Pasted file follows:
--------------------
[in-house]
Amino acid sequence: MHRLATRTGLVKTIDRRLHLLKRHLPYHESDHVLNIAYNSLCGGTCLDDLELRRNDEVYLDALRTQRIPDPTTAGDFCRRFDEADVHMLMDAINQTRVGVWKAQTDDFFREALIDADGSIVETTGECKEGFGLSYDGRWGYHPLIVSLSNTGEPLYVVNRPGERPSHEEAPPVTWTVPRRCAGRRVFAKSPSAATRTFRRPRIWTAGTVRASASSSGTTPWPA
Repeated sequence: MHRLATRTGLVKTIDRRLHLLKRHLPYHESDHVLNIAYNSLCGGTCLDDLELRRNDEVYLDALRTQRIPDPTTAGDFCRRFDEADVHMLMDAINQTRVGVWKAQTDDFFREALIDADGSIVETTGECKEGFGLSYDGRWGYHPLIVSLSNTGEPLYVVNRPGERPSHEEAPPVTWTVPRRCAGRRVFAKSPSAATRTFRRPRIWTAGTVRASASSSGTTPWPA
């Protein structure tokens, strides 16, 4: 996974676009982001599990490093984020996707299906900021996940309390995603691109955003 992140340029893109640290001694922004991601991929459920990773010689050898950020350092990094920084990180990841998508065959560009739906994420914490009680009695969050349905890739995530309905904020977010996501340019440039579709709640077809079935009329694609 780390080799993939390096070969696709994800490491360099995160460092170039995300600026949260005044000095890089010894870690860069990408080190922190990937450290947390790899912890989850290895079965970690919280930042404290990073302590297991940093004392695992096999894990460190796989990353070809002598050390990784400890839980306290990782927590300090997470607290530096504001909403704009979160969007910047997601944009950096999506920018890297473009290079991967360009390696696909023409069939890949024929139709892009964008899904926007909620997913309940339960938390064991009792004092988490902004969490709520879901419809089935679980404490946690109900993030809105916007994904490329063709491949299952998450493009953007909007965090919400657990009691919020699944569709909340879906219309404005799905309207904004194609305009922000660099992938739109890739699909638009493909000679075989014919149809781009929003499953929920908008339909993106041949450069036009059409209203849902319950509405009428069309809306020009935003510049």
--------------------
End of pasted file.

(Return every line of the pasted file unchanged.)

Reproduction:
[in-house]
Amino acid sequence: MHRLATRTGLVKTIDRRLHLLKRHLPYHESDHVLNIAYNSLCGGTCLDDLELRRNDEVYLDALRTQRIPDPTTAGDFCRRFDEADVHMLMDAINQTRVGVWKAQTDDFFREALIDADGSIVETTGECKEGFGLSYDGRWGYHPLIVSLSNTGEPLYVVNRPGERPSHEEAPPVTWTVPRRCAGRRVFAKSPSAATRTFRRPRIWTAGTVRASASSSGTTPWPA
Repeated sequence: MHRLATRTGLVKTIDRRLHLLKRHLPYHESDHVLNIAYNSLCGGTCLDDLELRRNDEVYLDALRTQRIPDPTTAGDFCRRFDEADVHMLMDAINQTRVGVWKAQTDDFFREALIDADGSIVETTGECKEGFGLSYDGRWGYHPLIVSLSNTGEPLYVVNRPGERPSHEEAPPVTWTVPRRCAGRRVFAKSPSAATRTFRRPRIWTAGTVRASASSSGTTPWPA
């Protein structure tokens, strides 16, 4: 996974676009982001599990490093984020996707299906900021996940309390995603691109955003 992140340029893109640290001694922004991601991929459920990773010689050898950020350092990094920084990180990841998508065959560009739906994420914490009680009695969050349905890739995530309905904020977010996501340019440039579709709640077809079935009329694609 780390080799993939390096070969696709994800490491360099995160460092170039995300600026949260005044000095890089010894870690860069990408080190922190990937450290947390790899912890989850290895079965970690919280930042404290990073302590297991940093004392695992096999894990460190796989990353070809002598050390990784400890839980306290990782927590300090997470607290530096504001909403704009979160969007910047997601944009950096999506920018890297473009290079991967360009390696696909023409069939890949024929139709892009964008899904926007909620997913309940339960938390064991009792004092988490902004969490709520879901419809089935679980404490946690109900993030809105916007994904490329063709491949299952998450493009953007909007965090919400657990009691919020699944569709909340879906219309404005799905309207904004194609305009922000660099992938739109890739699909638009493909000679075989014919149809781009929003499953929920908008339909993106041949450069036009059409209203849902319950509405009428069309809306020009935003510049």